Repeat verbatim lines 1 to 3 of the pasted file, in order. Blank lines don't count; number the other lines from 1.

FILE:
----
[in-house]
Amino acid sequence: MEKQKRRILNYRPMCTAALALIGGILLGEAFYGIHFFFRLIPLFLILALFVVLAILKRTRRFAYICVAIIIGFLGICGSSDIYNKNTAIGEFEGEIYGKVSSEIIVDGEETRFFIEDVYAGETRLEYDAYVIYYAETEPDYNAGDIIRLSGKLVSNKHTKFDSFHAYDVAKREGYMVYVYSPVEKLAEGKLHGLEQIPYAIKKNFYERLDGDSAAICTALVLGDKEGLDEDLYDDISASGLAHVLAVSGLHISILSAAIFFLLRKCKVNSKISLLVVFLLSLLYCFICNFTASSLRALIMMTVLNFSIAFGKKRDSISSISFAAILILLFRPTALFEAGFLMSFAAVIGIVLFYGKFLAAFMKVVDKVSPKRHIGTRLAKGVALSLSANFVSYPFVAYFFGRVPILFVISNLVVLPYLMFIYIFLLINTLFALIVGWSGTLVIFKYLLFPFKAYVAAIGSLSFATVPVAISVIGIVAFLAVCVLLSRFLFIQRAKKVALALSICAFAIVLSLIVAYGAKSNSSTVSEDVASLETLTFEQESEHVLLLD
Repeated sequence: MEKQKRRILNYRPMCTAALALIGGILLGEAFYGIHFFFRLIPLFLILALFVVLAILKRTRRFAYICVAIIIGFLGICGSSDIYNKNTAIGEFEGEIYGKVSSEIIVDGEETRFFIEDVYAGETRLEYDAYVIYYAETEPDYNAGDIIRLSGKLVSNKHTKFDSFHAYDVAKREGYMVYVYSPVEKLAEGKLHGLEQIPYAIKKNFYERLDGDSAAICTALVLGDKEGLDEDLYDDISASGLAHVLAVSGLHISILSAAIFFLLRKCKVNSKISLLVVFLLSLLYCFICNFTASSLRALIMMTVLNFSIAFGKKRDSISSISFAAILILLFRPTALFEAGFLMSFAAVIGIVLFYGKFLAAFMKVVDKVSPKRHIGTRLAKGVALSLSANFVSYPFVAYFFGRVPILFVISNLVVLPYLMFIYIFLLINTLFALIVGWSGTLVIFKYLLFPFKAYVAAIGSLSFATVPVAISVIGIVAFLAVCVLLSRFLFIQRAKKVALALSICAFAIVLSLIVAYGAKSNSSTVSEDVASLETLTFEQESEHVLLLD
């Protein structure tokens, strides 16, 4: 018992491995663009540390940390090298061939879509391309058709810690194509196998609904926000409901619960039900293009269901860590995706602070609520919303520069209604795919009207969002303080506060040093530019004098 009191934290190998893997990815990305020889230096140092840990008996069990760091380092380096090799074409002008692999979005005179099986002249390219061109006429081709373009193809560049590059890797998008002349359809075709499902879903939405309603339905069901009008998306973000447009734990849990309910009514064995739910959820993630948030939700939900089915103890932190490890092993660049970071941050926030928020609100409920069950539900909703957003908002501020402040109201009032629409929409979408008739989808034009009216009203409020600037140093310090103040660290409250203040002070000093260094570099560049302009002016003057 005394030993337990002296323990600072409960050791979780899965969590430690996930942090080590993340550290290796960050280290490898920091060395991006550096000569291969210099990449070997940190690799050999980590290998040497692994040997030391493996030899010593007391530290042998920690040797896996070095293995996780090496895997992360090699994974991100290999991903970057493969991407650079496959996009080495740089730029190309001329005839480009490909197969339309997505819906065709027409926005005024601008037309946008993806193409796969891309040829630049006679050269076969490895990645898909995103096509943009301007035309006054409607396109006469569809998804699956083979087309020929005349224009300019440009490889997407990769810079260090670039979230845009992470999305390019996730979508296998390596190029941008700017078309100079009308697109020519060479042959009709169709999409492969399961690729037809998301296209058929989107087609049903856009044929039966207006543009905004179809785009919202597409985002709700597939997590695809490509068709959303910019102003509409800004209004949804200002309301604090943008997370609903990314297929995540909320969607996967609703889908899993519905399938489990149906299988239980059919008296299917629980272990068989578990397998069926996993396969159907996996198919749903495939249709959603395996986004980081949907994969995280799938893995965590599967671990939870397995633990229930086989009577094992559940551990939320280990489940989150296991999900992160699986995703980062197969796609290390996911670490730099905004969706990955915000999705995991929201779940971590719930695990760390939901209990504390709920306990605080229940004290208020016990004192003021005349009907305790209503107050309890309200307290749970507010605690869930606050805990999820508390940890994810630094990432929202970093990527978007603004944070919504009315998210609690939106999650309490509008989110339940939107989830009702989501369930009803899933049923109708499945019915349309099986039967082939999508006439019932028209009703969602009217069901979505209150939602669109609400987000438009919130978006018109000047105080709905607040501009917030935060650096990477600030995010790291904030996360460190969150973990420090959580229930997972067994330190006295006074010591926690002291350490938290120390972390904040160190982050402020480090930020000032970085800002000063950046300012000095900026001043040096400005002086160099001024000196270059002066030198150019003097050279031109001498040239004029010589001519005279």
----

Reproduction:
[in-house]
Amino acid sequence: MEKQKRRILNYRPMCTAALALIGGILLGEAFYGIHFFFRLIPLFLILALFVVLAILKRTRRFAYICVAIIIGFLGICGSSDIYNKNTAIGEFEGEIYGKVSSEIIVDGEETRFFIEDVYAGETRLEYDAYVIYYAETEPDYNAGDIIRLSGKLVSNKHTKFDSFHAYDVAKREGYMVYVYSPVEKLAEGKLHGLEQIPYAIKKNFYERLDGDSAAICTALVLGDKEGLDEDLYDDISASGLAHVLAVSGLHISILSAAIFFLLRKCKVNSKISLLVVFLLSLLYCFICNFTASSLRALIMMTVLNFSIAFGKKRDSISSISFAAILILLFRPTALFEAGFLMSFAAVIGIVLFYGKFLAAFMKVVDKVSPKRHIGTRLAKGVALSLSANFVSYPFVAYFFGRVPILFVISNLVVLPYLMFIYIFLLINTLFALIVGWSGTLVIFKYLLFPFKAYVAAIGSLSFATVPVAISVIGIVAFLAVCVLLSRFLFIQRAKKVALALSICAFAIVLSLIVAYGAKSNSSTVSEDVASLETLTFEQESEHVLLLD
Repeated sequence: MEKQKRRILNYRPMCTAALALIGGILLGEAFYGIHFFFRLIPLFLILALFVVLAILKRTRRFAYICVAIIIGFLGICGSSDIYNKNTAIGEFEGEIYGKVSSEIIVDGEETRFFIEDVYAGETRLEYDAYVIYYAETEPDYNAGDIIRLSGKLVSNKHTKFDSFHAYDVAKREGYMVYVYSPVEKLAEGKLHGLEQIPYAIKKNFYERLDGDSAAICTALVLGDKEGLDEDLYDDISASGLAHVLAVSGLHISILSAAIFFLLRKCKVNSKISLLVVFLLSLLYCFICNFTASSLRALIMMTVLNFSIAFGKKRDSISSISFAAILILLFRPTALFEAGFLMSFAAVIGIVLFYGKFLAAFMKVVDKVSPKRHIGTRLAKGVALSLSANFVSYPFVAYFFGRVPILFVISNLVVLPYLMFIYIFLLINTLFALIVGWSGTLVIFKYLLFPFKAYVAAIGSLSFATVPVAISVIGIVAFLAVCVLLSRFLFIQRAKKVALALSICAFAIVLSLIVAYGAKSNSSTVSEDVASLETLTFEQESEHVLLLD